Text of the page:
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First observation of 239Pu NMR
-A new frontier for the physics and chemistry of actinide compounds-

May. 18, 2012

[Point of the released]

A team of scientists at the Japan Atomic Energy Agency (JAEA) and Los Alamos National Laboratory (LANL) have detected the faint signal of plutonium-239ís unique nuclear magnetic resonance signature. This signal promises to become a Rosetta Stone for deciphering complex, atomic-scale electronic properties of this perplexing element.

Plutonium is the most complex element in the periodic table, yet it is also one of the most poorly understood. Nuclear magnetic resonance (NMR) spectroscopy, a well-known scientific technique, may turn out to be the perfect tool for uncovering some of plutoniumís mysteries. For more than 50 years, chemists and physicists have been searching for the 239Pu magnetic resonance signal. Only now, a result of the international collaboration between LANL and the JAEA, scientists determined just the right conditions for observing the signal. The team, led by visiting professor Hiroshi Yasuoka (JAEA) observed the 239Pu resonance from a high purity solid sample of plutonium dioxide, at a temperature of 4 Kelvin as a function of magnetic field.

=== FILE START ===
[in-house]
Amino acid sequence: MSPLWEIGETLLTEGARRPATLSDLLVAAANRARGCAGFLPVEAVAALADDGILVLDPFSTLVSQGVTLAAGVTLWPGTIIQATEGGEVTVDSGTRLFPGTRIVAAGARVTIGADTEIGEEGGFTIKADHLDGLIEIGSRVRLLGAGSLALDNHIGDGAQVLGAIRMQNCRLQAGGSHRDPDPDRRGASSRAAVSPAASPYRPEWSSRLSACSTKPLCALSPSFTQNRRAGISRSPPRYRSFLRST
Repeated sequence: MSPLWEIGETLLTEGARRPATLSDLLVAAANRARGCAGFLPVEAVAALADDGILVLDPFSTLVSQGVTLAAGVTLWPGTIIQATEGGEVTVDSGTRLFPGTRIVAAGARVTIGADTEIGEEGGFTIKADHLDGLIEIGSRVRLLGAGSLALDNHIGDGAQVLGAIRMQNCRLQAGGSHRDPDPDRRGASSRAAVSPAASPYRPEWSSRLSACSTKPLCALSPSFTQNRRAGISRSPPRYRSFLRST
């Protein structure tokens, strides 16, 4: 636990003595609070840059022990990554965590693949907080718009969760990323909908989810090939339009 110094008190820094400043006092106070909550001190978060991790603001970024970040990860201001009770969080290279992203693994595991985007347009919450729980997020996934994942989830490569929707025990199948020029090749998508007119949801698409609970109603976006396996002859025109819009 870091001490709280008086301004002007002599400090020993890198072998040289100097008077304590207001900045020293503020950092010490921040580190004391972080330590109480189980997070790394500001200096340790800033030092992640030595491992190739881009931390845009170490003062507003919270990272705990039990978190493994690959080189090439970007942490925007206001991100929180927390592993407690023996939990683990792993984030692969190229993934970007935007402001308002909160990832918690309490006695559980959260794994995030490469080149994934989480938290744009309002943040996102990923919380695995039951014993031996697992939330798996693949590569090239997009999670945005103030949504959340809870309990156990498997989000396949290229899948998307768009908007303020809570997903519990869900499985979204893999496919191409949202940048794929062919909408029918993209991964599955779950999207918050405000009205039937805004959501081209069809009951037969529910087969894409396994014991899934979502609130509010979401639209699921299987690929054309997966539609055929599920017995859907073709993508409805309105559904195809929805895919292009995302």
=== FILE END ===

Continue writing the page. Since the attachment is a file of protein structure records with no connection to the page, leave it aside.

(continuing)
The team determined the important physical constant (gyromagnetic ratio) that will allow future studies of plutonium by this technique. This constant is a fingerprint of plutoniumís nucleus, but it allows scientists also to study its electrons. These electrons play a decisive role in controlling the metallurgy and chemical reactivity of plutonium alloys and compounds. They are crucial to determining the structural instability of elemental plutonium itself, the formation of molecular complexes as plutonium interacts with the environment and biological matter, and even the creation of unconventional superconductivity.

In view of the importance of plutonium compounds for nuclear fuels, environmental behavior, long-term storage of nuclear wastes, and power generation for interplanetary exploration, the ability to explore plutonium materials using NMR should prove particularly powerful.

Collaborators of Yasuoka in this discovery are Hiroyuki Chudo (JAEA) and Gerogios Koutroulakis, Eric D. Bauer, David L. Clark, Gordon D. Jarvinen, Scott Richmond, Alice I. Smith, Joe D. Thompson, and Douglas K. Veirs ( LANL).

This paper on the subject, "Observation of 239Pu Nuclear Magnetic Resonance", has been published in the 18 May, 2012 issue of Science magazine, and selected as one of the highlights in this issue.

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